Headaches with (ipsilateral) autonomic symptoms

Authors:  Arne May
Source:  Journal of Neurology, Volume 250, Issue 11, pp 1273–1278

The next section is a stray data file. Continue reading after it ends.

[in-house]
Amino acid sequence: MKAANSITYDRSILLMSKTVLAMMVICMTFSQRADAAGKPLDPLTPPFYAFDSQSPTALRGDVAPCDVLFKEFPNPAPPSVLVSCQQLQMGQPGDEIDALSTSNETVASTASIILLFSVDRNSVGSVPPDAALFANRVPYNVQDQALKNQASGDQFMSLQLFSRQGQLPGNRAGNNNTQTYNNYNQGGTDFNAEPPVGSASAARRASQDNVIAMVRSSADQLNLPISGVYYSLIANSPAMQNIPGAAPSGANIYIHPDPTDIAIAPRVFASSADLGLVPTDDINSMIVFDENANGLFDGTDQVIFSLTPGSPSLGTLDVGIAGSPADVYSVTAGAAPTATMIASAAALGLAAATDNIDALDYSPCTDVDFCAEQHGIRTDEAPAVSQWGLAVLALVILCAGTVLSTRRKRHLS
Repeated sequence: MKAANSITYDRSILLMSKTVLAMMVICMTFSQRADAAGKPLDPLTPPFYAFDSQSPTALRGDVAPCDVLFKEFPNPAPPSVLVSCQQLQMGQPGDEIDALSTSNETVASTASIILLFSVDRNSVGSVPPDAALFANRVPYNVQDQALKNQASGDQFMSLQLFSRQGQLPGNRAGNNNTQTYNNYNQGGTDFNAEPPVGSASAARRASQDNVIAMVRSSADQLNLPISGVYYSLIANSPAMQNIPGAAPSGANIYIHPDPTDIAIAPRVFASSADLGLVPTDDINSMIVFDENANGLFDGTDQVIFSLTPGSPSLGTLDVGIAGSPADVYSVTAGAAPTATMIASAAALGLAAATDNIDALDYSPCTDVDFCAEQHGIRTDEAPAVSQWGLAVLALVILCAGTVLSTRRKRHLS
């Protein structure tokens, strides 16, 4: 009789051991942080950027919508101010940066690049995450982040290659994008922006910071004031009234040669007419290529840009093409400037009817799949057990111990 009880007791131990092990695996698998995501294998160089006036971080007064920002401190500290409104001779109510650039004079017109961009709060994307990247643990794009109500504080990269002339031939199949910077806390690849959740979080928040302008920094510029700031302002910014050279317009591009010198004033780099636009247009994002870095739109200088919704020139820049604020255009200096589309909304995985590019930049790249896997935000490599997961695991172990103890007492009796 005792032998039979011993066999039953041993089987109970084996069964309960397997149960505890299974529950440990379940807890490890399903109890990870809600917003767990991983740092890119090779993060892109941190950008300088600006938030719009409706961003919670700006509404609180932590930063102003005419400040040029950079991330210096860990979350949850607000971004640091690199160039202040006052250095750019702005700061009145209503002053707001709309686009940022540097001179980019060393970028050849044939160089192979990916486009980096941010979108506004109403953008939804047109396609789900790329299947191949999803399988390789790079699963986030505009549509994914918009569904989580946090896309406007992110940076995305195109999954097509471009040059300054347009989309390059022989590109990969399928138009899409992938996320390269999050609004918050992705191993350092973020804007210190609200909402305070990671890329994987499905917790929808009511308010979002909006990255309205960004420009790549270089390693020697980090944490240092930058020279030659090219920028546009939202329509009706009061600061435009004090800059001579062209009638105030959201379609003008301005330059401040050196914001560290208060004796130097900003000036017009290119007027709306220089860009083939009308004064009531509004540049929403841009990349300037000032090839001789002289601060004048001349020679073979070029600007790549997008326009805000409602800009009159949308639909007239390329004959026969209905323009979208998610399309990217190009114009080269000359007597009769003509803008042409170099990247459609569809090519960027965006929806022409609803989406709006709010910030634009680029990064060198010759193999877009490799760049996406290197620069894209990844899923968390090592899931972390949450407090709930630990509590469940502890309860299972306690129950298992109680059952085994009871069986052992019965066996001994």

Primary short-lasting headaches broadly divide themselves into those associated with autonomic symptoms, so called trigemino-autonomic cephalgias (TACs), and those with little autonomic syndromes. The trigeminoautonomic cephalgias include cluster headache and paroxysmal hemicranias, in which head pain and cranial autonomic symptoms are prominent. The most striking feature of cluster headache is the circadian and circannual periodicity of the attacks. Inheritance may play a role in some families. The attacks are of extreme intensity, of short duration, occur unilaterally, and are accompanied by symptoms of autonomic dysfunction. Medical treatment includes both acute therapy aimed at aborting individual attacks and prophylactic therapy aimed at preventing recurrent attacks during the cluster period. Some types of trigemino-autonomic headaches, such as paroxysmal hemicrania and hemicrania continua have, unlike cluster headaches, a very robust response to indomethacin, leading to a consideration of indomethacin-sensitive headaches.
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